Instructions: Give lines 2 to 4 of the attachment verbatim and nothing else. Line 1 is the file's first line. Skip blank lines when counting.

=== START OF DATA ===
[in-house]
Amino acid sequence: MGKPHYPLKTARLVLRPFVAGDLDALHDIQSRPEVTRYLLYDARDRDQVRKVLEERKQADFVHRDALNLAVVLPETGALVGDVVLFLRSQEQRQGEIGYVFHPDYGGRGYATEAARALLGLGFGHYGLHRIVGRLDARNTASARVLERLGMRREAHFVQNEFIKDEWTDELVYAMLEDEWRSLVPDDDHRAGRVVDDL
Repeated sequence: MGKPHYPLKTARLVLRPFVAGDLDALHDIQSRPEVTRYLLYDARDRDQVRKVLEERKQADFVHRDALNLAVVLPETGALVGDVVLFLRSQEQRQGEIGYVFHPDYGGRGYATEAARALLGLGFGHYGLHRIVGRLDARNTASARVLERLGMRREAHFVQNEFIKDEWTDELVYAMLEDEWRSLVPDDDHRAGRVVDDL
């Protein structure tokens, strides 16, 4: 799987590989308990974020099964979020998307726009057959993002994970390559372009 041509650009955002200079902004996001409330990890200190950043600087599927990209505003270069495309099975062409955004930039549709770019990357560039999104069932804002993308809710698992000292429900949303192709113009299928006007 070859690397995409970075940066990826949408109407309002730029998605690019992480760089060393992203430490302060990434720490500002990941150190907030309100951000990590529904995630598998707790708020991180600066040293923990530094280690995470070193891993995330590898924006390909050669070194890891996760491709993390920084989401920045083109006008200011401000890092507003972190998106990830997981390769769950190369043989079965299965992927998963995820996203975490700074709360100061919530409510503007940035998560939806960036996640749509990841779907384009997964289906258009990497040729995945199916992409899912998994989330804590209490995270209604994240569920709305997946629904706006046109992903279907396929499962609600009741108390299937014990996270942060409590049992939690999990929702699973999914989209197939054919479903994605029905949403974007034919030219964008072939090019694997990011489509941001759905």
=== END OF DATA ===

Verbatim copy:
Amino acid sequence: MGKPHYPLKTARLVLRPFVAGDLDALHDIQSRPEVTRYLLYDARDRDQVRKVLEERKQADFVHRDALNLAVVLPETGALVGDVVLFLRSQEQRQGEIGYVFHPDYGGRGYATEAARALLGLGFGHYGLHRIVGRLDARNTASARVLERLGMRREAHFVQNEFIKDEWTDELVYAMLEDEWRSLVPDDDHRAGRVVDDL
Repeated sequence: MGKPHYPLKTARLVLRPFVAGDLDALHDIQSRPEVTRYLLYDARDRDQVRKVLEERKQADFVHRDALNLAVVLPETGALVGDVVLFLRSQEQRQGEIGYVFHPDYGGRGYATEAARALLGLGFGHYGLHRIVGRLDARNTASARVLERLGMRREAHFVQNEFIKDEWTDELVYAMLEDEWRSLVPDDDHRAGRVVDDL
């Protein structure tokens, strides 16, 4: 799987590989308990974020099964979020998307726009057959993002994970390559372009 041509650009955002200079902004996001409330990890200190950043600087599927990209505003270069495309099975062409955004930039549709770019990357560039999104069932804002993308809710698992000292429900949303192709113009299928006007 070859690397995409970075940066990826949408109407309002730029998605690019992480760089060393992203430490302060990434720490500002990941150190907030309100951000990590529904995630598998707790708020991180600066040293923990530094280690995470070193891993995330590898924006390909050669070194890891996760491709993390920084989401920045083109006008200011401000890092507003972190998106990830997981390769769950190369043989079965299965992927998963995820996203975490700074709360100061919530409510503007940035998560939806960036996640749509990841779907384009997964289906258009990497040729995945199916992409899912998994989330804590209490995270209604994240569920709305997946629904706006046109992903279907396929499962609600009741108390299937014990996270942060409590049992939690999990929702699973999914989209197939054919479903994605029905949403974007034919030219964008072939090019694997990011489509941001759905």